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What Is Inflammatory Breast Cancer?

Inflammatory breast cancer (IBC) is a relatively uncommon but highly aggressive form of breast cancer in which cancerous cells block the lymph vessels within a breast, leading to inflammation. As is the case with all types of cancer, early detection of IBC is key to achieving the best possible outcome and quality of life. However, this can sometimes be a challenge, mainly because the symptoms of IBC are not widely recognized. Many people associate breast cancer with breast lumps, but early-stage IBC does not typically produce lumps that can be felt.

What are the symptoms of inflammatory breast cancer?

Instead of a noticeable lump or abnormal mammogram result, the first signs of IBC are often similar to those produced by a breast infection, such as the type of infection that some women develop after nursing a baby. The most common symptoms of inflammatory breast cancer are:

  • Breast discomfort – An affected breast may feel tender, heavy, hot or itchy.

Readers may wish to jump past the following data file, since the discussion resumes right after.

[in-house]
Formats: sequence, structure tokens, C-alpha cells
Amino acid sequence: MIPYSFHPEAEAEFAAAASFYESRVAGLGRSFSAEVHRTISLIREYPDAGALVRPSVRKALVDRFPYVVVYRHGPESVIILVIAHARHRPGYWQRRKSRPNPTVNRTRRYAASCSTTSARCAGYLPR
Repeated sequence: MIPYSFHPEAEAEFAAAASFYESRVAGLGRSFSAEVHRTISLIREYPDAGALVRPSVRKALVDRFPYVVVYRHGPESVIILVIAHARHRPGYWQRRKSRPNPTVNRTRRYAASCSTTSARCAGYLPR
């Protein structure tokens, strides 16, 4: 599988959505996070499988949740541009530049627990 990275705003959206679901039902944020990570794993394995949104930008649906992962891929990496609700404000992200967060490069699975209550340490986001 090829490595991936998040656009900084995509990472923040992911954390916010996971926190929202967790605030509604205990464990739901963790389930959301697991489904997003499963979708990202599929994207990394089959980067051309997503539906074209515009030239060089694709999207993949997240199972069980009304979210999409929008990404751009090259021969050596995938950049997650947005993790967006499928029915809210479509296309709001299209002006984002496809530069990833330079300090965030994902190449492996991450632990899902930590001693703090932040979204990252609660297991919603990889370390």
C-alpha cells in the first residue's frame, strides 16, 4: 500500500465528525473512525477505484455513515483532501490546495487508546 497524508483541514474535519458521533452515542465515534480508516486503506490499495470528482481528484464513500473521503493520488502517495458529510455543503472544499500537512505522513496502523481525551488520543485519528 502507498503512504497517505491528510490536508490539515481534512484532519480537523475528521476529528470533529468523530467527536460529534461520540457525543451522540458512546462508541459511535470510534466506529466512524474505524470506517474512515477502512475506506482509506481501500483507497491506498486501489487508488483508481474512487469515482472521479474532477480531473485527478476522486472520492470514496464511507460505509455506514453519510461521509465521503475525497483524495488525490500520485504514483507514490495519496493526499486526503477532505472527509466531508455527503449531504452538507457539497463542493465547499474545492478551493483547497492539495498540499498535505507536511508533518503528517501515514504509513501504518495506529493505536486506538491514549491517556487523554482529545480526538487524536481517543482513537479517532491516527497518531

• Changes in breast skin – Areas of a breast may appear red or pink in color, or dimpled or pitted in texture, similar to an orange peel. Ridges, welts or hives may also develop.
  • Swelling – One breast may become noticeably larger than the other, or the lymph nodes in the neck, collarbone or underarm area may become swollen.
  • Changes in a nipple – The nipple of an affected breast may produce discharge or become flattened, dimpled or inverted.

These symptoms can occur as the dermal lymphatics in the skin covering a breast are invaded by cancerous cells. Specifically, obstructed lymph vessels in a breast can produce skin changes that mimic a benign inflammatory process. Because IBC progresses very rapidly, its symptoms may become markedly worse within days or even hours.

If you are experiencing inflammatory breast cancer symptoms, you do not need a referral to consult with an oncologist in the Don & Erika Wallace Comprehensive Breast Program at Moffitt Cancer Center. Instead, you can request an appointment by calling 1-888-663-3488 or completing our new patient registration form online.